In my music studio, from time to time I stop and look at my own teaching and assess what works, what I could have done better and what makes children smile. I know all successful teachers are constantly looking at their own performance. It is a necessary part of growing teacher skills. Sometimes I think we focus too much on what we want to teach, and neglect the how, forgetting to adapt to individual learning styles.
Children should be happy to learn. They learn best through laughter and play. So if children are not smiling and not enjoying their lesson, they are likely not learning much.
I know this, but I still have to keep reminding myself.
Here are some of my thoughts which I hope will start parents and teachers thinking and reassessing how they deal with children in their care. Parents are their children’s first teachers and teachers can have lasting influences on their pupils.
I am passionately interested in how and why kids learn or don’t learn, so here are some points that worry me:
1. Children have an infinite capacity to learn. If we unlock the door by capturing their interest at just the right moment, enormous things can be achieved effortlessly. It feels like riding a huge wave of enthusiasm as large pieces of life’s jigsaw fall into place. But how to open that door…. Trying to push knowledge though the keyhole of a locked door is very difficult as all parents and teachers know! Hmmm…
2. How can I unlock this door by my presentation, and generate excitement without dumbing down learning, in the hope that children might swallow smaller bites. How we bore children – they just stop listening! What works well in my teaching? What bores me and therefore everyone else? These activities can be dropped – there is always another and better way to present.
3. I am lucky to work with quite young children who by their transparency give me instant feed-back of my success. It is wonderful when teaching through fun and laughter to watch the doors fly open as we all move forward together. I review the moods and quirks of the children and how much there reactions reflect their own age and home life. How can I encourage each child to be open and relaxed, so learning can take place?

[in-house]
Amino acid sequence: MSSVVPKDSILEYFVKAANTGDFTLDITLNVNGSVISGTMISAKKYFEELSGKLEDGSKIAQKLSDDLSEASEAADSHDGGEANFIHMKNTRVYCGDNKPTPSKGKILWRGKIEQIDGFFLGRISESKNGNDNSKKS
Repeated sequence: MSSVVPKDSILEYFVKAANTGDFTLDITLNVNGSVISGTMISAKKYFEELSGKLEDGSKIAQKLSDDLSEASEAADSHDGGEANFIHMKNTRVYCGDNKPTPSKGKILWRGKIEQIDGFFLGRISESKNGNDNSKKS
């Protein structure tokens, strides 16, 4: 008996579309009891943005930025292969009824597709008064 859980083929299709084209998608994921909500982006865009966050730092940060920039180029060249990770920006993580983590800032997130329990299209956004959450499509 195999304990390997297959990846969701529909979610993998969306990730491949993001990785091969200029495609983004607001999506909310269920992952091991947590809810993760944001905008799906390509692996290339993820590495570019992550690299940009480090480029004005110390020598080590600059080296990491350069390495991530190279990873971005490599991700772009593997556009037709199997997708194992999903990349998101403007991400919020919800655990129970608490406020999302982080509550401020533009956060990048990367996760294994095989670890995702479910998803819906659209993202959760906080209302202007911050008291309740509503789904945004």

4. I regard the building of confidence to be the key to all learning. A confident child will take up ideas and run with them. A confident child will be willing to try new things and take risks. A confident child will be willing to make mistakes, learn from them and keep trying. A confident child will be willing to laugh at themselves and encourage others. A confident child is a future leader. How can I encourage this growth, knowing it is all too easy to accidentally put a child down and dampen learning?
5. Do I make children feel happy and secure? Are they drawn to me by my warmth and understanding? Are they happy to follow my leads and add their own ideas? In these days of pedophilia we tend to keep children at a distance. This is understandable, but children need to feel that you care about them as an important person in order to listen to what you have to say. It can be so easy to unintentionally antagonize a child with an unguarded look, a harsh word. It is so important to respect the dignity of each person.
6. Who will need some special help next year? How can I make a troubled child feel especially important?
Hope this has given you fodder for your own thoughts and that we will all strive to make this a very special year for each and every one of our children.